I was also thinking about hypertext in relationship to your work to the degree that your work is about protocols. A lot of net artists focus on the protocols that govern how we navigate the web, and how information is distributed (e.g., through hyperlinks). Your work is also, in its own way, about the protocols that structure our communication. You’re not dealing with uniform resource locators, but you are dealing with the ways we “address” each other, and the protocols that we use to determine our interactions. Your work can help us understand how these protocols function, and how they shape our social space in the same way as, for example, the boardroom table that is at the center of this work. It’s one of those objects that seems completely innocuous and designed to not draw attention to itself, much like the protocols of the modern information economy. And yet its form actually encodes values. The table identifies a community of people who are allowed to participate in this dialogue; it separates actors from bystanders. Even the rectangularity of it, with two “heads,” implies that this is a space that may not be as egalitarian as it seems. And then the specificity of the chairs that you use — they look like Aeron knock-offs — points to a particular kind of white-collar (and racially white) space.
Speaking of communities: even the way that you work, which is through collaborations between networks of people that unfold over time, reminds me of early net art, which often was explicitly opposed to the individualism of the art world and/or credited to anonymous collectives.
A lot of net artists focus on the protocols that govern how we navigate the web
This points to a core tension in collaborative work: who gets to name their collaborators, and who is the collaborator who doesn’t have a book like this?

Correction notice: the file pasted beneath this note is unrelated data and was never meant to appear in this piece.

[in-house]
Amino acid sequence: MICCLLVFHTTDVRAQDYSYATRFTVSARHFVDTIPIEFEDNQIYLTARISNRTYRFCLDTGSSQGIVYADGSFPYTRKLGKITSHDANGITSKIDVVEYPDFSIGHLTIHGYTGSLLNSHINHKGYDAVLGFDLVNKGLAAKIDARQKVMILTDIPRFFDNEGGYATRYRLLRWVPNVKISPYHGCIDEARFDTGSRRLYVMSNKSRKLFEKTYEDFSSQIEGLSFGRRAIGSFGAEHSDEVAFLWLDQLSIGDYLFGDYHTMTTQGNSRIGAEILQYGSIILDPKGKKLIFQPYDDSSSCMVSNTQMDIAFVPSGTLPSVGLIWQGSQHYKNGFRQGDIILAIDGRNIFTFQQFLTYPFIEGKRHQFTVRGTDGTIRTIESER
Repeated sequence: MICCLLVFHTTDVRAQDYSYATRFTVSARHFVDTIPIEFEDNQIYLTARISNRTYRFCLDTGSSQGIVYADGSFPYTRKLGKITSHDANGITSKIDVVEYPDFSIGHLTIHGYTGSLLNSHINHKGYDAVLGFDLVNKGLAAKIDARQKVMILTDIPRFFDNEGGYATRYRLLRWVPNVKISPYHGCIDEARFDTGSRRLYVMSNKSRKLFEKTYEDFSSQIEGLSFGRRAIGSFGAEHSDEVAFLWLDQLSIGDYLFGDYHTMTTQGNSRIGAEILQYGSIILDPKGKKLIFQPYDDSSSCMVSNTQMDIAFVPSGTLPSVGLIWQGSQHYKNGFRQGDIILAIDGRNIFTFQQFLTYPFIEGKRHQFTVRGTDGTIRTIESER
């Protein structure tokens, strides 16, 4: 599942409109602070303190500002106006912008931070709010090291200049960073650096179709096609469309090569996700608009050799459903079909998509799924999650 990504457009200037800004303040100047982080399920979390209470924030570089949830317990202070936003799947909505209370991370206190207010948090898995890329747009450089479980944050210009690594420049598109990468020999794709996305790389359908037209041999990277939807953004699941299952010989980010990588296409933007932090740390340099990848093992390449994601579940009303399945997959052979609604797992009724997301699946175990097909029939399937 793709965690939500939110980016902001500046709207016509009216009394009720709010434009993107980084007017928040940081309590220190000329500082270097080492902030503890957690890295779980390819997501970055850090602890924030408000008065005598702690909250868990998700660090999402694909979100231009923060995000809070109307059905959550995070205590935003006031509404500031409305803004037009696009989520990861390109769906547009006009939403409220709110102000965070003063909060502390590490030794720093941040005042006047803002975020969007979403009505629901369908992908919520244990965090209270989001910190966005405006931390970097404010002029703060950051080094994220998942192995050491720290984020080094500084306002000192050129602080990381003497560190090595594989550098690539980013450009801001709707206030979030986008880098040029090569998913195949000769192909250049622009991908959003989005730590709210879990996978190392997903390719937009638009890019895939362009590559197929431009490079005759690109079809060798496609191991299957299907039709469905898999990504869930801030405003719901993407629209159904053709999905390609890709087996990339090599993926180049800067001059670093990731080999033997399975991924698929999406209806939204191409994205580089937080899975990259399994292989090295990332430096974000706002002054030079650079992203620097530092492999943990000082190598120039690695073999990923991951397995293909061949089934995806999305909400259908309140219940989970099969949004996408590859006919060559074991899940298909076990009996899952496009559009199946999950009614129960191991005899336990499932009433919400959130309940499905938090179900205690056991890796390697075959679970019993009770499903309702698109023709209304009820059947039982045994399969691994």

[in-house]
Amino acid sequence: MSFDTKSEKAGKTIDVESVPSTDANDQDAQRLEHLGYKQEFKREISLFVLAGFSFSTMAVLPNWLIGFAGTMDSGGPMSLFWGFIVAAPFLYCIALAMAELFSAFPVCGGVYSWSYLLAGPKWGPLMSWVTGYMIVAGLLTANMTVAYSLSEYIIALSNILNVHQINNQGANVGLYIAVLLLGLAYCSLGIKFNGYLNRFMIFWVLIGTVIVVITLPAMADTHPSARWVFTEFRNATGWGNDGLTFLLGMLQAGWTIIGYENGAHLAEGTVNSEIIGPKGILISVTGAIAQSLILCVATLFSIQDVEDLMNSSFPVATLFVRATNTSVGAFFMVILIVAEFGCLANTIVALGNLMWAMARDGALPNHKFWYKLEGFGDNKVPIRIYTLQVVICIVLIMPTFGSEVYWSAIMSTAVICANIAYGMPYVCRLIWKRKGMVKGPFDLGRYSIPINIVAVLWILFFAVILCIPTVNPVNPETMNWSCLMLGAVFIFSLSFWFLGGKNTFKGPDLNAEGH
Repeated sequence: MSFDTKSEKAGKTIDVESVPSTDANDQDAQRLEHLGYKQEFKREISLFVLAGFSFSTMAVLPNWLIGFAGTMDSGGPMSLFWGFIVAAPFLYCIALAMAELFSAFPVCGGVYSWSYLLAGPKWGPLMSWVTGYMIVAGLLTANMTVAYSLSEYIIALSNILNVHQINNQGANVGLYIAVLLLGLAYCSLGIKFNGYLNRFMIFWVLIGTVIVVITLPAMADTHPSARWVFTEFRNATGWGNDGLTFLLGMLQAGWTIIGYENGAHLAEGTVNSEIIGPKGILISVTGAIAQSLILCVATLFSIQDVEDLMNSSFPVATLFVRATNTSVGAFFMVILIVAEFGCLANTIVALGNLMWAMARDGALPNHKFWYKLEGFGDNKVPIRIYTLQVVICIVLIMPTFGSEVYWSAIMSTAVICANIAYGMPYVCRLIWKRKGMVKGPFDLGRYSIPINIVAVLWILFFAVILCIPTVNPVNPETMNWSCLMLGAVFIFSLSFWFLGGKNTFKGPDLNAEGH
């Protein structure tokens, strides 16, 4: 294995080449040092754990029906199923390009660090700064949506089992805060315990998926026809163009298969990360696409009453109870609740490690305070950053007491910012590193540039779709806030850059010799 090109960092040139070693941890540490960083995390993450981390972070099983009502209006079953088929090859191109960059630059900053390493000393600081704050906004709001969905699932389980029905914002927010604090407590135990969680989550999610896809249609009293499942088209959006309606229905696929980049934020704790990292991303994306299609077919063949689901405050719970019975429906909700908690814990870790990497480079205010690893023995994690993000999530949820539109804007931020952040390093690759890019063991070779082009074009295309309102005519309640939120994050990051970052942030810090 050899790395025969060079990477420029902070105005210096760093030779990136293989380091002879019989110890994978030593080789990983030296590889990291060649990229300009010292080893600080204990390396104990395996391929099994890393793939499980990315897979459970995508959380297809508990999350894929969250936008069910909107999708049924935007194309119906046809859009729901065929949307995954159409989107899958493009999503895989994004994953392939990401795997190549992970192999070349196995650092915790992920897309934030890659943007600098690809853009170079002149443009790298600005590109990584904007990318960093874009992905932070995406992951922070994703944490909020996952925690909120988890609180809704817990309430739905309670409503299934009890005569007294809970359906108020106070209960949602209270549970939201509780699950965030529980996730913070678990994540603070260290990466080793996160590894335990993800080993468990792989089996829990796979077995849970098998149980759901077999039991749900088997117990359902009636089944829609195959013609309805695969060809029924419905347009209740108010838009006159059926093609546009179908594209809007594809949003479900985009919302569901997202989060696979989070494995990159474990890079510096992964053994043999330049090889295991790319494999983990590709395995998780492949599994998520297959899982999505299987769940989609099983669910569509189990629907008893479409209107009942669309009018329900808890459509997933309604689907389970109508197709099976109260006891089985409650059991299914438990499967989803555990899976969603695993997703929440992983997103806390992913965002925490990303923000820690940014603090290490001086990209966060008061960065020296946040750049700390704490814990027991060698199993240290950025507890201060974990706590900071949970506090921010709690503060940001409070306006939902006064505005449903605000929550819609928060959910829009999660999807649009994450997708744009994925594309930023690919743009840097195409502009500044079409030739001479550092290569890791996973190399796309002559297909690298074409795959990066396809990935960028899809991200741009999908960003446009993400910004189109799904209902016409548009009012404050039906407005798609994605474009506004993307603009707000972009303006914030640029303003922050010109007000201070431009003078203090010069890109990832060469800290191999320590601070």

Maybe it helps to think about that core tension as being essentially a question of perspective. Especially with interdisciplinary practices like yours, the designation of the main protagonist—or the person who “gets to name their collaborators”—depends on who’s telling the story. In the case of
Carried on Both Sides,
which looks at the history and future of the @ symbol, see
I would say, as a curator, that you and Helen Lee are the primary protagonists. But if I was a glass blower instead of a curator, then Jason Christian and Daryl Smith, the master crafts- people at Pilchuck Glass School who fabricated some of your works, might be the main protagonists and you and Helen would be secondary.
As long as I brought up your work at Pilchuck, I want to talk about
You have included this description of the work in this book: “made of glass and filled with mineral oil, each object may reach a level state through the process of being shared, held, and manipulated. In gatherings facilitated by the artist, visitors are asked to remove these objects from the wall and reach a level with others in the space, whether friends or strangers.”
Glass is this incredibly evocative material with a very long history that you have explored elsewhere in your work. In the twentieth century, glass gained a powerful association with modernism and with the values of modernism, such as transparency and universality. There have been a lot of artists who have gone back to that legacy and tried to understand it and complicate it; I am thinking of everybody from Dan Graham to Josiah McElheny. But in the context of your practice, and your interest in networks, I’m also thinking about how glass in fiber optic cables and silica in silicon chips have become literally the medium of electronic communications and computing. The world we live in now depends on the transmission of information through transparent mediums, which is ironic, as communication is not transparent, or disembodied, or universal—as this work points out. The intention is for the group to put their hands on the glass object and work together to make it level—but it’s an impossible task. So instead of a flattening of difference—a “leveling” of subjects—it enacts the constant recalibration of group dynamics.